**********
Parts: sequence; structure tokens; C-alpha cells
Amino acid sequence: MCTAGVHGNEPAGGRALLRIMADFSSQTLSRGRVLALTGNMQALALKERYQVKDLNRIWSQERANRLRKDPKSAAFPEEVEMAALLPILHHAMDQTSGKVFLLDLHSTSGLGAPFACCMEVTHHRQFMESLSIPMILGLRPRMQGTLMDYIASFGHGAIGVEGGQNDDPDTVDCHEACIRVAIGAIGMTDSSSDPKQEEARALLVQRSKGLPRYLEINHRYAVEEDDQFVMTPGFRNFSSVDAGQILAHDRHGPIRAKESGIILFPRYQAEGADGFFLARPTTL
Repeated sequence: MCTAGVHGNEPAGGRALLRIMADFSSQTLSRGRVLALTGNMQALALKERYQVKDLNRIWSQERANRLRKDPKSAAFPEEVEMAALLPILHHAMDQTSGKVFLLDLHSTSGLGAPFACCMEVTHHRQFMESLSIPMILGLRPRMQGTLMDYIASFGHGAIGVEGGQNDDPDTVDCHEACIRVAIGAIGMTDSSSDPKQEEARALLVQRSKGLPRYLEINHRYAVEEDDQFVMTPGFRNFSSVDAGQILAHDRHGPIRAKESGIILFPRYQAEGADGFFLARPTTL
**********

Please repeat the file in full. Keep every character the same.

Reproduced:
Parts: sequence; structure tokens; C-alpha cells
Amino acid sequence: MCTAGVHGNEPAGGRALLRIMADFSSQTLSRGRVLALTGNMQALALKERYQVKDLNRIWSQERANRLRKDPKSAAFPEEVEMAALLPILHHAMDQTSGKVFLLDLHSTSGLGAPFACCMEVTHHRQFMESLSIPMILGLRPRMQGTLMDYIASFGHGAIGVEGGQNDDPDTVDCHEACIRVAIGAIGMTDSSSDPKQEEARALLVQRSKGLPRYLEINHRYAVEEDDQFVMTPGFRNFSSVDAGQILAHDRHGPIRAKESGIILFPRYQAEGADGFFLARPTTL
Repeated sequence: MCTAGVHGNEPAGGRALLRIMADFSSQTLSRGRVLALTGNMQALALKERYQVKDLNRIWSQERANRLRKDPKSAAFPEEVEMAALLPILHHAMDQTSGKVFLLDLHSTSGLGAPFACCMEVTHHRQFMESLSIPMILGLRPRMQGTLMDYIASFGHGAIGVEGGQNDDPDTVDCHEACIRVAIGAIGMTDSSSDPKQEEARALLVQRSKGLPRYLEINHRYAVEEDDQFVMTPGFRNFSSVDAGQILAHDRHGPIRAKESGIILFPRYQAEGADGFFLARPTTL